I have obtained some information from the officers of the Department of Transport. The two projects go side by side -the seamen's manning pools and the seamen's training classes.
The manning pools are already in existence. There is a manning pool in operation in Montreal, with accommodation for about S50 seamen; there is a small manning pool in operation at Halifax, where a building is being completed for a much larger pool which is needed at that point; and plans are under way
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to build a manning pool in Vancouver. In the manning pool the seaman who for any reason leaves his ship, or, rather-as many are -is sent out from the old country to fill vacancies in British ships, will go into the pool, where he will be furnished with board and lodging and will receive the pay of his rank in actual service. In other words, he will be in service and ready for assignment to a ship when a vacancy occurs.
The training project is just being put under way. As my hon. friend knows, for a number of years there have been under the Department of Transport training schools for officers. These are located at a number of points across Canada, and they will continue to serve to train officers for the merchant marine. The schools will be expanded1 and brought up to requirements for that service.
Schools for seamen are being established, one near Halifax and one near Kingston. The one at Halifax is to train able-bodied seamen, and the one at Kingston is for the training of stokers, firemen and engine-room workers.
Arrangements have been made so that seamen in training can also be trained in actual service on ships. After a seaman has had
I believe it is-eight weeks' training, a place will be found for him on a merchant ship with more experienced seamen so that he can qualify for an able-bodied seaman's ticket.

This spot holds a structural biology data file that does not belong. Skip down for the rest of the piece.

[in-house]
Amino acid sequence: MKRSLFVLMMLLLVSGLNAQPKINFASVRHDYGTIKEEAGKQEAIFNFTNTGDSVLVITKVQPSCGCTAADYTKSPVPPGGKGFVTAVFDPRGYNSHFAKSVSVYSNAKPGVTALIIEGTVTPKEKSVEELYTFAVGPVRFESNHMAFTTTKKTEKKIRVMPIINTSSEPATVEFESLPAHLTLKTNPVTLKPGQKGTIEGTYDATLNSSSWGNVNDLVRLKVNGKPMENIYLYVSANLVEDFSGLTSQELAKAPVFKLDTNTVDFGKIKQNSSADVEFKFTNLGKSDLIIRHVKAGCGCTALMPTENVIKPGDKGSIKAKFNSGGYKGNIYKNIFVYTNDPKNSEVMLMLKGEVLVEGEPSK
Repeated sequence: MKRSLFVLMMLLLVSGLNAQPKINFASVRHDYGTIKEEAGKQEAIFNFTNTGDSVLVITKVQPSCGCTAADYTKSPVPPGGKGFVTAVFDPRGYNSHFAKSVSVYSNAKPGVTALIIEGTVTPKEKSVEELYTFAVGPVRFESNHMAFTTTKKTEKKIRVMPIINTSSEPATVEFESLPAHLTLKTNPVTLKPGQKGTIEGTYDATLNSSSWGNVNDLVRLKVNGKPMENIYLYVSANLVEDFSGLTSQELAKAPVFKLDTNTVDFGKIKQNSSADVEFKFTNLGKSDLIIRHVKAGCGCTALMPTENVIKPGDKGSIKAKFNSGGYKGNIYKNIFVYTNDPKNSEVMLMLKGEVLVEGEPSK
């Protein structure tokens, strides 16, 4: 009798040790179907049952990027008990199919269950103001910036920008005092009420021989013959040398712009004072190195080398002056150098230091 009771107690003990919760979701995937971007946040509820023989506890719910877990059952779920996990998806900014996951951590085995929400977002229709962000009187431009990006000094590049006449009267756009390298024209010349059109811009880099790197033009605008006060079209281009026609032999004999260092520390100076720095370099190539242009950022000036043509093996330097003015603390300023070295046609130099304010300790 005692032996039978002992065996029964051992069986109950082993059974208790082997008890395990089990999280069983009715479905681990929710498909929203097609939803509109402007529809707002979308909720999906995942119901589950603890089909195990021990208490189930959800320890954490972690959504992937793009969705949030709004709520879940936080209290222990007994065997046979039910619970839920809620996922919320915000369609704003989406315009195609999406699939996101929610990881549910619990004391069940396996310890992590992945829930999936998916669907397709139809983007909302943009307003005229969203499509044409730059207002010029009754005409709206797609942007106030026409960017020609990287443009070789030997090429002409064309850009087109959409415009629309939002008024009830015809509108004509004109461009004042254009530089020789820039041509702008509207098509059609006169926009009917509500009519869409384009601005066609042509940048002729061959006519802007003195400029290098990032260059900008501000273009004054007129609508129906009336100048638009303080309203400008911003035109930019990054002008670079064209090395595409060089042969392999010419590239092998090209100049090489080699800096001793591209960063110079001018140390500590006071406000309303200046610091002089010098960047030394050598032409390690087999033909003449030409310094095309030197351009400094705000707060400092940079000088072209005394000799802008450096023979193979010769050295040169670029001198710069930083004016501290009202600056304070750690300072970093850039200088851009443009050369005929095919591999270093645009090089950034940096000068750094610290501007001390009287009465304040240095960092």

The plan for training of seamen will be extended to the Pacific coast as soon as the schools in the east are well under way.
It will be necessary for Canada to man many of the new ships as they come into service. The first ships, those which have already been launched, have been built for British government account, but even of those ships, some have been assigned for operation to the Cunard-White Star company, and one or two have been assigned for operation to the Canadian government merchant marine. Canadian crews will be required for at least some of the ships built for Britain and, of course, for all ships built for or operated by Canadian companies on Canadian account.
My hon. friend asked what is the crew of a merchant ship of that type. The crew amounts to a total of forty-five men. It is the purpose of the schools for merchant seamen, the schools for engine-room seamen, and the schools for officers, to train men rapidly enough to man these boats as they are required.
At the same time we are performing a service for the British government and for non-allied governments in maintaining pools for seamen and in looking after the welfare of seamen while they are in port and not assigned to ships.